In the latest incident, authorities had long warned that the mostly wooden building dating to the 19th century was unsafe, according to The Associated Press.

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12:23pm

Fri September 13, 2013
The Two-Way

Hawaii: 'Let Nature Take Its Course' On Molasses Spill

Originally published on Fri September 13, 2013 3:58 pm

John Hernandez of Kailua, Hawaii, who owns John's Fresh Fish, is shown on Thursday. In the background at right is a container ship owned by Matson Navigation Co. A pipe maintained by the company cracked and caused the molasses spill.
Eugene Tanner AP

State officials in Hawaii say there's little they can do to clean up a 223,000-gallon molasses spill that has killed thousands of fish, as swimmers, surfers and snorkelers were being warned that the massive die-off could attract sharks.

So many fish have been killed by the 1,400-ton leak from a pipeline, first spotted on Tuesday, that it could result in an increase in predator species such as sharks, barracuda and eels, state health officials warned.

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11:11am

Fri September 13, 2013
The Two-Way

New Jersey Governor Vows To Rebuild Fire-Ravaged Boardwalk

Originally published on Fri September 13, 2013 1:54 pm

Firefighters battle a blaze on the Seaside Park boardwalk Thursday in New Jersey. The fire began in the vicinity of an ice cream stand and quickly spread north into neighboring Seaside Heights.
Julio Cortez AP

New Jersey Gov. Chris Christie said a wind-swept fire that started Thursday and burned through the state's iconic boardwalk destroyed "generations of memories," but vowed that the state would rebuild.

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6:22pm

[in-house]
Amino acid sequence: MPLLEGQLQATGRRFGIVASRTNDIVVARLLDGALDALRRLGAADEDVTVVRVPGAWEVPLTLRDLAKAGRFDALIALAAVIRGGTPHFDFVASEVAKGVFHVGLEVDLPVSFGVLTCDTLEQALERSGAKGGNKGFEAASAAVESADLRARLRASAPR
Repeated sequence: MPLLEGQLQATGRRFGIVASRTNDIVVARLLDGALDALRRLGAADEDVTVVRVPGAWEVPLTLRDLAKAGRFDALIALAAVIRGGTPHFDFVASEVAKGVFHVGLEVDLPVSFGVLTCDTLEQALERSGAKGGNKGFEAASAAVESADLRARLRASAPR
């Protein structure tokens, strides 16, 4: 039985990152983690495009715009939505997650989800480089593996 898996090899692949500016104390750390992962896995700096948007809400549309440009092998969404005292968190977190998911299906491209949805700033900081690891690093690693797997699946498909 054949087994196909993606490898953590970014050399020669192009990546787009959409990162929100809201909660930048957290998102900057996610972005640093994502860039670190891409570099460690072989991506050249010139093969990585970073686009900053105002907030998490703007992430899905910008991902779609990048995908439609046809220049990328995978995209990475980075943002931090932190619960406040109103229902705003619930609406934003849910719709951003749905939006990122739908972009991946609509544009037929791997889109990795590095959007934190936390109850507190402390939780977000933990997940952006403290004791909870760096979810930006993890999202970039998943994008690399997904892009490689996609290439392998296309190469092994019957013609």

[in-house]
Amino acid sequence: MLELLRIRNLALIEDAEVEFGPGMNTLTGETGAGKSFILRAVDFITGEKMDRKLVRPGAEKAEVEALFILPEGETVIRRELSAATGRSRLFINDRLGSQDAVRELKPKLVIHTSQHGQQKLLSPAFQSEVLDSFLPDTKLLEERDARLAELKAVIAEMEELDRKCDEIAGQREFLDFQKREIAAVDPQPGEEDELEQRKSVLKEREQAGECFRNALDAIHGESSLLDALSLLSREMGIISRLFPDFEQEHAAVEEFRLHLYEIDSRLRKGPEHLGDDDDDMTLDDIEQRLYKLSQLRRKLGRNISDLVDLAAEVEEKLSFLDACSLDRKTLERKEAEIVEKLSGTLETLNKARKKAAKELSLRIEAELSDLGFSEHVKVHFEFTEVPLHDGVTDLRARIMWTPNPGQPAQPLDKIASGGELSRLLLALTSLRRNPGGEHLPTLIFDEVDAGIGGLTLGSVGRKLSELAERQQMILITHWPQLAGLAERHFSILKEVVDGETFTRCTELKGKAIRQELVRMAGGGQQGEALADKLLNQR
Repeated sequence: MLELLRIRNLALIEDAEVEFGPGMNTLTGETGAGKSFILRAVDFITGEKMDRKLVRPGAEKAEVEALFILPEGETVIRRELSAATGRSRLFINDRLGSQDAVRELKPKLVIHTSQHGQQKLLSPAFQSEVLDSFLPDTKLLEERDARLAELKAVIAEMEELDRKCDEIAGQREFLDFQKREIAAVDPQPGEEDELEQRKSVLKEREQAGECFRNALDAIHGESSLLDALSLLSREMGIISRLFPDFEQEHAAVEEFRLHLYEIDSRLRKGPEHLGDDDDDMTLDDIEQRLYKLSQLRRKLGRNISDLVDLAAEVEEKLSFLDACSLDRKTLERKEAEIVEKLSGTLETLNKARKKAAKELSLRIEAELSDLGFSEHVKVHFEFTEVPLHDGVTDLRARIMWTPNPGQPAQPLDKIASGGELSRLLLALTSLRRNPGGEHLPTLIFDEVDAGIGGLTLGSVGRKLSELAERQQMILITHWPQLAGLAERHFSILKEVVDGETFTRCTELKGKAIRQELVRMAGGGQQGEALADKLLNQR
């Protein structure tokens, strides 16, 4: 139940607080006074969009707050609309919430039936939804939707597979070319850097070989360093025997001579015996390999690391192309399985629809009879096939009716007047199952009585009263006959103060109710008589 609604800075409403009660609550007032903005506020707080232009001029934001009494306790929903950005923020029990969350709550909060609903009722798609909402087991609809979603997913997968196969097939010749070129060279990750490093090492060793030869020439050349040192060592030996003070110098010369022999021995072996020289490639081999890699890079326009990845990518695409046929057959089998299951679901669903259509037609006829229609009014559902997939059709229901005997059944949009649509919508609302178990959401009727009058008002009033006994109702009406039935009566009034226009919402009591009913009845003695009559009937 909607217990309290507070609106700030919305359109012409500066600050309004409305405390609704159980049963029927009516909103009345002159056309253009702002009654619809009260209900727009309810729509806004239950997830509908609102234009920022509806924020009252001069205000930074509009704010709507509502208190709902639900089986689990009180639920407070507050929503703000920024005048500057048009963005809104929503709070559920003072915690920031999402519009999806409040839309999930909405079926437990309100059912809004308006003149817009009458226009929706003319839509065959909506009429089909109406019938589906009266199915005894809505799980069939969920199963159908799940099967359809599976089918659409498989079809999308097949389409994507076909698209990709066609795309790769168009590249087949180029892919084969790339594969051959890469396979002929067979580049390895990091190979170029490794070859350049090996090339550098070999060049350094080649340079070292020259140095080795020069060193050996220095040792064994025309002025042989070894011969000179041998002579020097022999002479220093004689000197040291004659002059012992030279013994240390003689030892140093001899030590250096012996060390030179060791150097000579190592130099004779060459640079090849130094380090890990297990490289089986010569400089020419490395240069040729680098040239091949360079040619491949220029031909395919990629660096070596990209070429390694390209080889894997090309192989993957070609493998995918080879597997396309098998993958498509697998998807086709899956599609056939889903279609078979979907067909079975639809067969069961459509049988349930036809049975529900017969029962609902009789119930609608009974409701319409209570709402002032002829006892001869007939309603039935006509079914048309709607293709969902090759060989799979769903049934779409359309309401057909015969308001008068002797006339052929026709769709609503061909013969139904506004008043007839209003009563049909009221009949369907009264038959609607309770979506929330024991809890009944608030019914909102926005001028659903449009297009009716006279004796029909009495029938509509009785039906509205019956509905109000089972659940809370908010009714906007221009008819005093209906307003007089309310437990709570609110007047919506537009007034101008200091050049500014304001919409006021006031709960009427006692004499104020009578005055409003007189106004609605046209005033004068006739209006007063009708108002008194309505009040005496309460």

Thu September 12, 2013
The Two-Way

WATCH: Waterspout On Lake Michigan

Originally published on Thu September 12, 2013 7:04 pm

At least two waterspouts were seen over Lake Michigan on Thursday, near the Wisconsin border, amid strong winds and a marine warning issued by the National Weather Service.

The Associated Press says the waterspouts — tornadoes that form over the water — merged into one and then split again. The video below, taken by an amateur in Pleasant Prairie, Wis., appears to be a single, merged, waterspout:

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5:43pm

Thu September 12, 2013
The Two-Way

Fire Sweeps Through Businesses Along Jersey's Seaside Boardwalk

Originally published on Thu September 12, 2013 7:36 pm

Firefighters battle a raging fire on boardwalk in Seaside Park, N.J., on Thursday.
Fox 29/AP

A fire that started in an ice cream shop is spreading elsewhere along New Jersey's famous boardwalk in Seaside Park.

News video shows the boardwalk — located in an area that had just been rebuilt after it was destroyed by Superstorm Sandy nearly a year ago — clouded by thick smoke.

Seaside Heights Police Chief Thomas Boyd tells The Star-Ledger the fire spread to adjacent structures around 2:30 p.m.

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3:55pm

Thu September 12, 2013
The Two-Way

Bulgaria Closes Cold War 'Umbrella Murder' Case